The gut is host to about 100 trillion bacteria. There are thousands of different families and all must be in good balance for proper metabolism, good mood, robust immune function, digestion, and overall health. When bad bacteria begin to overgrow, the terrain of the gut is changed, like weeds taking over a garden. This can stimulate an immune response and damage the gut, leading to food sensitivities.

Toxins

There have been over 80,000 toxins introduced to our environment since WW2. Most of the toxins have not been properly tested to see how they react in humans long term, and none have been tested to see how they react with one-another long term. When the body cannot properly detoxify the harmful substances, they build up in the body, and can cause chronic immune system activation.

Supplements to aid

When digestion is lacking, certain supplements can be introduced to help break down food. HCL is commonly used to help the stomach in producing more acid in order to break down foods, especially proteins. Broad-spectrum enzymes such as lipase, amylase, and protein aid the pancreas in breaking down food in the small intestine. The gallbladder can also be helped by supplements than can thin the bile, allowing it to flow freely to break down fats.

Glutamine

Glutamine is an amino acid that is the primary fuel for enterocytes (intestinal cells). When under stress or inflammation, glutamine can be pulled away from the gut, leaving the intestines without their primary fuel source.

Colostrum

Colostrum powder contains immunoglobulins, proline-rich polypeptides (PRPs), growth factors, and vitamins and minerals to support a robust and balanced immune system.

Collagen

Collagen protein contains amino acids such as glycine and proline; which are essential for repairing damaged gut lining. Collagen protein also has benefits for the skin ,hair, and nails.

Anti-inflammatories

Anti-inflammatory herbs likes turmeric, ginger, DGL, and boswellia can be beneficial in reducing inflammation in the gut. You can put them on food, use in a smoothie or tea, or take as a supplement.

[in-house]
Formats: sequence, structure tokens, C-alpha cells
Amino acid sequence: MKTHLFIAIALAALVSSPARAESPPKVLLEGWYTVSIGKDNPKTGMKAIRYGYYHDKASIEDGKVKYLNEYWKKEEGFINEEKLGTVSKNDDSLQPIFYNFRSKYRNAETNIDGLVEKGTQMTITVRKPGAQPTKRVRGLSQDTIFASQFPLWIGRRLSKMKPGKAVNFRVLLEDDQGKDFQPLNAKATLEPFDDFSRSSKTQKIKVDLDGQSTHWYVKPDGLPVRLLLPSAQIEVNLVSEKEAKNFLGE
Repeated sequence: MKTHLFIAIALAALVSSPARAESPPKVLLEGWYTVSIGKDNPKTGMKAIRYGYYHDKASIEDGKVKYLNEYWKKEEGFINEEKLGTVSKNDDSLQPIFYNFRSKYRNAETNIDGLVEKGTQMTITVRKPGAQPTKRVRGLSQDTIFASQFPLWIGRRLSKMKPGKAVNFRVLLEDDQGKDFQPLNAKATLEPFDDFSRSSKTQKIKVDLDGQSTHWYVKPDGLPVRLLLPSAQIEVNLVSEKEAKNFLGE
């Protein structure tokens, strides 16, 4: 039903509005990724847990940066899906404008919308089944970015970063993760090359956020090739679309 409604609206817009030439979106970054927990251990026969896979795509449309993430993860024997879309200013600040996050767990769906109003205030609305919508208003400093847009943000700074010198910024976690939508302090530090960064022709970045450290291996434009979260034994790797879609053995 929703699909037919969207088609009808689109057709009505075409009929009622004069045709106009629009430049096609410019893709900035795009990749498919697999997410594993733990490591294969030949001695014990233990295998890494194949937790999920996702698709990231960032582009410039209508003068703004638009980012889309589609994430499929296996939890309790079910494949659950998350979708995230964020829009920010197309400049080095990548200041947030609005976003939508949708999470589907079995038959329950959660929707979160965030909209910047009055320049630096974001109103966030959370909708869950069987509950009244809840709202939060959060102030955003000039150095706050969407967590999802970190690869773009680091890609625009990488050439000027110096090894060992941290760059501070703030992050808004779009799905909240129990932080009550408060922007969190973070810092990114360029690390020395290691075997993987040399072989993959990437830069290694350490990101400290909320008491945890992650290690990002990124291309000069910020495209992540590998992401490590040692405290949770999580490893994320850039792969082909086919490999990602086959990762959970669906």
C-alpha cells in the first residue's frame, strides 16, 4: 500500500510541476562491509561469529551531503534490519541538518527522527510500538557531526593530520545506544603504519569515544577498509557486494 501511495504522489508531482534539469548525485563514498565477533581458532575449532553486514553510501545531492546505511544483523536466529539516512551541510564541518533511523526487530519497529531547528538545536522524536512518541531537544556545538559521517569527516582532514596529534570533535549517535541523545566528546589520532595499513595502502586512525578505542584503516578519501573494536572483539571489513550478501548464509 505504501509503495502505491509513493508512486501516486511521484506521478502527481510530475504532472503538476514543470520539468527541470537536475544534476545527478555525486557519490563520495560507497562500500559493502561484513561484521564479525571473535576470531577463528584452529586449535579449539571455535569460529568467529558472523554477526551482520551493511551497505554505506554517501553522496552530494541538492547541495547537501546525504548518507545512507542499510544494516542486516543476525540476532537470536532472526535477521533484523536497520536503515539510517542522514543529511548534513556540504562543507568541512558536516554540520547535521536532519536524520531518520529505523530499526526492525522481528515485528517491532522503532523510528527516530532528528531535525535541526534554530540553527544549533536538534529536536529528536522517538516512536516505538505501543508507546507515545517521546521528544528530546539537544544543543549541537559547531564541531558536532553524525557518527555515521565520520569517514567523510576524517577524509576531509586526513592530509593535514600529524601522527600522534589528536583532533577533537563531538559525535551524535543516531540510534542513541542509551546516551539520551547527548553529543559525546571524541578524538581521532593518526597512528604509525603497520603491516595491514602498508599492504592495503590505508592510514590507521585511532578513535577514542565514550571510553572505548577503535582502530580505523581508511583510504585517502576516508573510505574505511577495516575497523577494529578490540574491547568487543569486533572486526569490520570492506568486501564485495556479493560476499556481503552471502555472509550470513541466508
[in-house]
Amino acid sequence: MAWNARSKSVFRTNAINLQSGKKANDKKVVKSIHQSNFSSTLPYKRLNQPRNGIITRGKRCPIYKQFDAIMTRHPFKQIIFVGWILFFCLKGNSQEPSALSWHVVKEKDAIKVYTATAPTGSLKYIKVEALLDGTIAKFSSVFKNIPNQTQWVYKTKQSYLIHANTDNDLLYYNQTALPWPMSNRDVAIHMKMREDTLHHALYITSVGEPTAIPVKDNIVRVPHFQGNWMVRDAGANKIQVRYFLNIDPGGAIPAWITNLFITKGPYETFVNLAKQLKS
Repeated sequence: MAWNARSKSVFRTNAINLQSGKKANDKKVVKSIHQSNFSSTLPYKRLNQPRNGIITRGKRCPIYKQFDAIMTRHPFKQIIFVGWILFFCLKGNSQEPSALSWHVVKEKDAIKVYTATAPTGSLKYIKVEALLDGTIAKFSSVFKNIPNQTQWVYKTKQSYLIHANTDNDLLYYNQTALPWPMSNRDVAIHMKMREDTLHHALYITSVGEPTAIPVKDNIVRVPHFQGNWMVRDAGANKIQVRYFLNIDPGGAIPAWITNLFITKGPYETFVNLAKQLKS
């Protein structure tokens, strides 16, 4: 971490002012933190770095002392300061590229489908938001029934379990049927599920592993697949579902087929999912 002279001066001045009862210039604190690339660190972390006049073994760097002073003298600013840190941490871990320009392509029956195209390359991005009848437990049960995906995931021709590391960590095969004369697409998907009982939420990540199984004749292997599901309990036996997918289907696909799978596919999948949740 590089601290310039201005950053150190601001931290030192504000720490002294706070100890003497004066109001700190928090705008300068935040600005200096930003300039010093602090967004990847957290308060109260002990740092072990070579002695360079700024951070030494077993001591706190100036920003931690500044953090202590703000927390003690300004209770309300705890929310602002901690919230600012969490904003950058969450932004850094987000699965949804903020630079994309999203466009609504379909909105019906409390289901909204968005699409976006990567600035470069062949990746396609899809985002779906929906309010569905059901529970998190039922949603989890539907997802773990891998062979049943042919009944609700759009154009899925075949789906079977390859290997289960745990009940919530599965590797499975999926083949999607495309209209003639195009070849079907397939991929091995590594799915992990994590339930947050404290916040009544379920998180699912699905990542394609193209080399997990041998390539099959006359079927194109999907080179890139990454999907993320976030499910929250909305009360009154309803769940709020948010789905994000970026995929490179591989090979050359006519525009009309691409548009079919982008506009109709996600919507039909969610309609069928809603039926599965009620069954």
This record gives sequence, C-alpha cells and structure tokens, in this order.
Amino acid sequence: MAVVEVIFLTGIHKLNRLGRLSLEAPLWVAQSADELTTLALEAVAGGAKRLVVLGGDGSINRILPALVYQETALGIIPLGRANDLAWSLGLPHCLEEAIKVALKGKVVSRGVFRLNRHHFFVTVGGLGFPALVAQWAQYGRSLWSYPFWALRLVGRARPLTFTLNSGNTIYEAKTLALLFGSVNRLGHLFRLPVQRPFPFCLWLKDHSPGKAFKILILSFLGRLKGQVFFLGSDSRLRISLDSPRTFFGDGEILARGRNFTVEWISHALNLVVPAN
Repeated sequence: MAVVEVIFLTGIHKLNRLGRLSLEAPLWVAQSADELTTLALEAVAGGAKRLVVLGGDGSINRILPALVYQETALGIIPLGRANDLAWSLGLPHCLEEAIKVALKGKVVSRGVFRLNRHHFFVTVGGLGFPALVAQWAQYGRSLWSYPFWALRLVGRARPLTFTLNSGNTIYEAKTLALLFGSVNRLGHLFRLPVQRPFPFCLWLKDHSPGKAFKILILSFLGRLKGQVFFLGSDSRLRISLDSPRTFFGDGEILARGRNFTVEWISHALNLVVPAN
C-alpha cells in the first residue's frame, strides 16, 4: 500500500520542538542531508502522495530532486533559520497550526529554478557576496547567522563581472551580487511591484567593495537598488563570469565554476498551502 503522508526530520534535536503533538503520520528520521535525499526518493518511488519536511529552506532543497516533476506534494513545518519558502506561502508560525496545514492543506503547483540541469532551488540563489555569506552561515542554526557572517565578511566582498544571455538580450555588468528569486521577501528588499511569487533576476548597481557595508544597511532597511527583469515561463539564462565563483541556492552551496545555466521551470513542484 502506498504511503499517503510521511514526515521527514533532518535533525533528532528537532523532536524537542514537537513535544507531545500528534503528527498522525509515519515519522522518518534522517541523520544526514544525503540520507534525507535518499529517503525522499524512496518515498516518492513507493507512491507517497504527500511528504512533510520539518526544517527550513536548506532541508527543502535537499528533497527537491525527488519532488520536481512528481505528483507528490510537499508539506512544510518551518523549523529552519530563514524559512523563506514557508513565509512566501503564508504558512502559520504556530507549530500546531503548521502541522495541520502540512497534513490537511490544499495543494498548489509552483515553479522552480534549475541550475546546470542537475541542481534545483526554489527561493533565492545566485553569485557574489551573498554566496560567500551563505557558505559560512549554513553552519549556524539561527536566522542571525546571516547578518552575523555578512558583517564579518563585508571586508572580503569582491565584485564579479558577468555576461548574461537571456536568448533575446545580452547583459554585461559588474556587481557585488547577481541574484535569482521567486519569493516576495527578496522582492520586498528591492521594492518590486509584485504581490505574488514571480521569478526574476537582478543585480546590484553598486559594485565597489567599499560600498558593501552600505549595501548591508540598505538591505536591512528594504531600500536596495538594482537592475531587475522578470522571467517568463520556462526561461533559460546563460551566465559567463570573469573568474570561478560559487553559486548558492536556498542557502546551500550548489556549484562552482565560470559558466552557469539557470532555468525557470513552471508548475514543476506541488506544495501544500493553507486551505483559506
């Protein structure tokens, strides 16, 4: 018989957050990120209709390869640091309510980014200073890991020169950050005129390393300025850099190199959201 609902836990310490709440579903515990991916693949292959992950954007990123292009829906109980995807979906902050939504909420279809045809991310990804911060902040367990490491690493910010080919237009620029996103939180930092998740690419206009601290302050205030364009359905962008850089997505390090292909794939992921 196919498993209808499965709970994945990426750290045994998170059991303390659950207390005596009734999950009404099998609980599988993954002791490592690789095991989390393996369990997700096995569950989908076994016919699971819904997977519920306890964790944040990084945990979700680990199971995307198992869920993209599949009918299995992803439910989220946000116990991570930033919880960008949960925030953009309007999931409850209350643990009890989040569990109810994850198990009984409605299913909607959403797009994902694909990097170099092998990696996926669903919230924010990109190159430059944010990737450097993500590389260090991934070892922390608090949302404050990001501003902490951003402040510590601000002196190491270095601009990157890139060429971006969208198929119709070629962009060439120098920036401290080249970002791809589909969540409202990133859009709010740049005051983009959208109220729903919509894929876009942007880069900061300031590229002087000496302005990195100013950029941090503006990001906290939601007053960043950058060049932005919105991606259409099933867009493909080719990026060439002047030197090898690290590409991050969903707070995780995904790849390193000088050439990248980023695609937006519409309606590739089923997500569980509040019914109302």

Probiotics

Probiotics have been shown to be powerful in decreasing inflammation in the gut, crowding out bad bacteria, and setting the stage for good bacteria to grow and proliferate.

Food sensitivity testing

If you have gone to your doctor and asked for a food allergy panel, you may have had an IgE panel ran. This food allergy blood test checks for immediate food allergies (peanut, shellfish, etc.). A well-informed Functional Medicine practitioner may run food sensitivity blood tests such as IgA and IgG response to different foods. Immunoglobulins are antibodies that the immune system uses to mark and take out foreign invaders. Immunoglobulin A (IgA) are mainly concentrated in mucous membranes such as the gut. Immunoglobulin G (IgG) are more widespread and more prevalent, traveling all over the body. When there are antibodies present to certain foods, it means that the immune system has deemed them as foreign and is attempting to mount a response against it. That in turn leads to inflammation and damage across different body systems.

If you don’t have access to food sensitivity testing, and you are still working on cleaning up the gut, an elimination diet may be a sufficient start to begin healing the gut and calming the immune system. An elimination diet consists of eliminating certain foods for a period of time, and then re-introducing foods one a time to see if symptoms return or flare. For example, elimination diets need to last for at least 8 weeks, but sometimes longer depending on the condition. After the initial period of elimination, foods are introduced back one at a time in order to see if they irritate the gut or immune system.

Top Food Sensitivities:

  • Gluten (bread, pasta, pizza, crackers, cookies, cake, soy sauce, many other sources)
  • Dairy (milk, cheese, butter, yogurt, sour cream, yogurt)
  • Soy (soy protein, tofu)
  • Eggs
  • Corn (corn oil, high fructose corn syrup, chips, processed foods)
  • Peanuts
  • Sugar
  • Nightshades (peppers, tomatoes, potatoes, eggplant)

*Caveat – You must eliminate the foods completely. You can’t cheat every day, or every few days, and still heal the gut. It’s like having 10 nails in your foot- if you take 1 or 2 out for awhile, will you feel better? Probably not. If you take all 10 nails out, give your foot a chance to heal and regenerate, then introduce 1 by 1- you are better able to see which nails (foods) are harmful to the body.

Food sensitivities can be chronic and damaging to your gut, immune system, and to your health in general. If you or someone you know is struggling with a chronic disease, it would be critical to switch up the diet in order to achieve true wellness.